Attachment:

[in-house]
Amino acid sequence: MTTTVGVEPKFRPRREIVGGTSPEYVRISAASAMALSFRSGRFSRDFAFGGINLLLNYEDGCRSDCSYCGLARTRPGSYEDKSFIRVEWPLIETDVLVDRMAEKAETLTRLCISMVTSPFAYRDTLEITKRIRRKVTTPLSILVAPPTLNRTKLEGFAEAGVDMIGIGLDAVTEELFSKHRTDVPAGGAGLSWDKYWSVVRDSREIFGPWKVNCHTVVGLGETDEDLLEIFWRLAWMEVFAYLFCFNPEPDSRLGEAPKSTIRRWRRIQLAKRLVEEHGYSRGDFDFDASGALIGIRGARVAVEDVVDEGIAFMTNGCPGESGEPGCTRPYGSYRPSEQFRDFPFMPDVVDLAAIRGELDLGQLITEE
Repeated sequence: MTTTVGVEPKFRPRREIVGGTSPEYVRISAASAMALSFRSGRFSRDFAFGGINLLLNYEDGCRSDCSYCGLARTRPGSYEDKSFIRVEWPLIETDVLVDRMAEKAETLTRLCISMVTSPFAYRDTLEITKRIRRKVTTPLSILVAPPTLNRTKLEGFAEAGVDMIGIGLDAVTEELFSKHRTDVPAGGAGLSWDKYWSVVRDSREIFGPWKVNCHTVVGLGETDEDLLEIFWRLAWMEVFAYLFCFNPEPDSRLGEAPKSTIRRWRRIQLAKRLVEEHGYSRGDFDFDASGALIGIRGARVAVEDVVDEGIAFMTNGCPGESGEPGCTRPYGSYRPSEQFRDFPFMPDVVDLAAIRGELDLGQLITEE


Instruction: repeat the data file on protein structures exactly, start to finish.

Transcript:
[in-house]
Amino acid sequence: MTTTVGVEPKFRPRREIVGGTSPEYVRISAASAMALSFRSGRFSRDFAFGGINLLLNYEDGCRSDCSYCGLARTRPGSYEDKSFIRVEWPLIETDVLVDRMAEKAETLTRLCISMVTSPFAYRDTLEITKRIRRKVTTPLSILVAPPTLNRTKLEGFAEAGVDMIGIGLDAVTEELFSKHRTDVPAGGAGLSWDKYWSVVRDSREIFGPWKVNCHTVVGLGETDEDLLEIFWRLAWMEVFAYLFCFNPEPDSRLGEAPKSTIRRWRRIQLAKRLVEEHGYSRGDFDFDASGALIGIRGARVAVEDVVDEGIAFMTNGCPGESGEPGCTRPYGSYRPSEQFRDFPFMPDVVDLAAIRGELDLGQLITEE
Repeated sequence: MTTTVGVEPKFRPRREIVGGTSPEYVRISAASAMALSFRSGRFSRDFAFGGINLLLNYEDGCRSDCSYCGLARTRPGSYEDKSFIRVEWPLIETDVLVDRMAEKAETLTRLCISMVTSPFAYRDTLEITKRIRRKVTTPLSILVAPPTLNRTKLEGFAEAGVDMIGIGLDAVTEELFSKHRTDVPAGGAGLSWDKYWSVVRDSREIFGPWKVNCHTVVGLGETDEDLLEIFWRLAWMEVFAYLFCFNPEPDSRLGEAPKSTIRRWRRIQLAKRLVEEHGYSRGDFDFDASGALIGIRGARVAVEDVVDEGIAFMTNGCPGESGEPGCTRPYGSYRPSEQFRDFPFMPDVVDLAAIRGELDLGQLITEE